The Basic Theory of Magnetron Sputtering

Magnetron sputtering is a form of deposition technology that employs a gaseous plasma and kinetic energy to create a flux of ‘sputtered’ material used to coat surfaces under vacuum. The high-energy ions present in a magnetron sputtering plasma bombard the surface of the target (source material) and liberated atoms by the sputtering process to create this vapour cloud. The vapour moves through the vacuum area, depositing onto a substrate surface to create a thin film covering. 

Standard Sputtering Processes

Standard sputter deposition processes (non-magnetically enhanced) involve a chamber evacuated to a high vacuum to decrease the partial pressure of background gases. Once the base pressure has been attained, a sputtering gas such as argon is introduced into the chamber and a pressure control system is employed to regulate the total pressure. [1]

A high negative voltage (-0.5 to -3 kV) is applied to the cathode (usually located behind the sputtering target) and the chamber surrounds act as the anode. Under the correct conditions of pressure and voltage, a plasma is generated as a result of electrons being accelerated away from the cathode leading to collisions with the sputtering gas atoms in the vicinity, to create a cloud of ionized argon gas ions. The associated photon production emits light, hence a plasma typically has a very attractive visual effect. 

The positively charged argon ions are attracted to the negatively charged target at a high velocity which ‘sputters’ atomic size particles from the target source material because of the ion impact and momentum transfer to the target surface. The sputtered particles generated are emitted with high kinetic energy and travel across the vacuum space to create a sputter vapour flux. Any surface in contact with this flux of vapour will be coating with the target material. [2]

Since no melting of the source material is required, the sputtering process can operate in any orientation (top, bottom, side), and complex shapes can be coated.

The Principle of Magnetron Sputtering

Magnetron sputtering is a technique that was developed in the 1970s, boasting high speed, low damage, and lower temperature sputtering. It involves the addition of a closed magnetic field over the target surface to enhance the efficiency of the plasma generation by increasing the probability of collisions between electrons and argon atoms close to the target surface. Once the initial collision cascade is established within the magnetic trap, large amounts of ‘secondary’ electrons are generated which further boost the plasma production and density. [3]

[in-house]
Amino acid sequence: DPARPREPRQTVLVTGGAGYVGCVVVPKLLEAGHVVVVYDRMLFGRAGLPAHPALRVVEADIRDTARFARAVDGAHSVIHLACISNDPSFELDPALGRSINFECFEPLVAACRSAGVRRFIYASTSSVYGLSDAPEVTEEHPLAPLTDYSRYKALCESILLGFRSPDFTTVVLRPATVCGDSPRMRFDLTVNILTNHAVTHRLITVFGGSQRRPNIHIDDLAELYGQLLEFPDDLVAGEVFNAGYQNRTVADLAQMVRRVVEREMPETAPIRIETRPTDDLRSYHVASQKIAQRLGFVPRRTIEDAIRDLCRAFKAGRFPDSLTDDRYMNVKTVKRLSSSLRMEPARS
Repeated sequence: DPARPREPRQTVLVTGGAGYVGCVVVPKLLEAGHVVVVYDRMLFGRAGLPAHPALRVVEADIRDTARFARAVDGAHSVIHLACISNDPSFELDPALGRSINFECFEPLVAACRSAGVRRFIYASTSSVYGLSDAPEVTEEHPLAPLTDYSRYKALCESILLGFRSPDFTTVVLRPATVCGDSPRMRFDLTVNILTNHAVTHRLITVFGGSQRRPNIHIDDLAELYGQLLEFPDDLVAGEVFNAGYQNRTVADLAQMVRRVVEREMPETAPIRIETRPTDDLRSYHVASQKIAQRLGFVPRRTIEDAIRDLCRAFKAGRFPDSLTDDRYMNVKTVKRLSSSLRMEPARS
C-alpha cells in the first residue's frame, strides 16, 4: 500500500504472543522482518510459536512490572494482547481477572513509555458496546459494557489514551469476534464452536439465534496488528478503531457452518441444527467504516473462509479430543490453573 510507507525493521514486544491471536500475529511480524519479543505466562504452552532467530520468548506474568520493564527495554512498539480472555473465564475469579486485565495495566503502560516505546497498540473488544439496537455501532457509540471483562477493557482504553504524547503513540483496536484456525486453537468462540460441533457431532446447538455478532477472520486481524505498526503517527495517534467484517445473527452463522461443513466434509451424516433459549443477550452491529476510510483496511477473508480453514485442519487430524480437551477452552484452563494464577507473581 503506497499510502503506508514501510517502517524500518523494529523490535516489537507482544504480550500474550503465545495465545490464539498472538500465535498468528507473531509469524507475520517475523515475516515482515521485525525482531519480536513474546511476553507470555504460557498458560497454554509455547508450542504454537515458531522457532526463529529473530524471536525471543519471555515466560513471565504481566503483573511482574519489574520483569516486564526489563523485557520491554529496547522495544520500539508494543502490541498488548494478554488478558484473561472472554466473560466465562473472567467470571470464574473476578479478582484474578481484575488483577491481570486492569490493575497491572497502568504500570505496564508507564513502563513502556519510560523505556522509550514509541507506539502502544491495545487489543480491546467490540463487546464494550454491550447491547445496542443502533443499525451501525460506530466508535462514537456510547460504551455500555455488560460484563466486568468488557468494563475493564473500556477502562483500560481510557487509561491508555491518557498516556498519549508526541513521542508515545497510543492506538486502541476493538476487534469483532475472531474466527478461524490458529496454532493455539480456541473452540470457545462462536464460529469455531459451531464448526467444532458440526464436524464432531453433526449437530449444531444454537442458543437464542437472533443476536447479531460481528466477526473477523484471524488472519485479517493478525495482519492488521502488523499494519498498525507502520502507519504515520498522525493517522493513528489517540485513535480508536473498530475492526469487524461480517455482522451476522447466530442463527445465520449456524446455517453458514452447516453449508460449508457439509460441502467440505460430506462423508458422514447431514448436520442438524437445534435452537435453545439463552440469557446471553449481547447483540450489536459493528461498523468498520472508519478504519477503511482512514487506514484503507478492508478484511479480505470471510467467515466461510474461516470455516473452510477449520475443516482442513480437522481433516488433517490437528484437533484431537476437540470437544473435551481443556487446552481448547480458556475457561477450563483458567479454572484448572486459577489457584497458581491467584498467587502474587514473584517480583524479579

The magnetron enhancement creates a lower voltage, higher current discharge compared to the standard sputtering method. The higher density of ionized species creates a much more rapid sputtering of the target material, and hence is a higher rate coating process. Modern power supplies used to create and sustain such discharges have a high degree of stability and control, which means the plasma and coating process is easy to regulate as well as easily scaled to very large size (several m in length).

Applications of Magnetron Sputtering

Magnetron sputter sources are very widely used in a number of industries to deposit very thin coatings onto surfaces. Sputtered coatings are generally just 0.1 µm - 5 µm in thickness and perform a range of functional tasks. Magnetron sputtering is an expensive method to coat surfaces due to its reliance upon a high-quality vacuum environment – vacuum chamber and pumps. It is therefore more costly compared to atmospheric coating, painting /spraying. However, it is simply not possible to create certain materials, thin films and devices without sputtering, so it enjoys a very wide market appeal.

The main examples where magnetron sputtering is applied include the following:

  • Thin film solar cells
  • Semiconductor chips and microelectronic packaging
  • Anti-reflective and anti-static layers on visual displays – TFT, LCD, OLED, CRT
  • Thin film batteries
  • LED type lighting – large area ‘light’ surfaces
  • Touch screen layers on displays – dielectric and TCO
  • Barrier layers for OLED, LED, Solar cells, thin film batteries.
  • Solar control coatings on architectural glass
  • Wear resistant coatings on machine cutting Tools
  • Low friction coatings on machine & engine Parts

Find Out More

To find out more about magnetron sputtering and its uses, visit Gencoa’s dedicated webpage here. 

References

1. https://angstromengineering.com/tech/magnetron-sputtering/
2. http://www.semicore.com/what-is-sputtering
3. https://www.intechopen.com/online-first/63559

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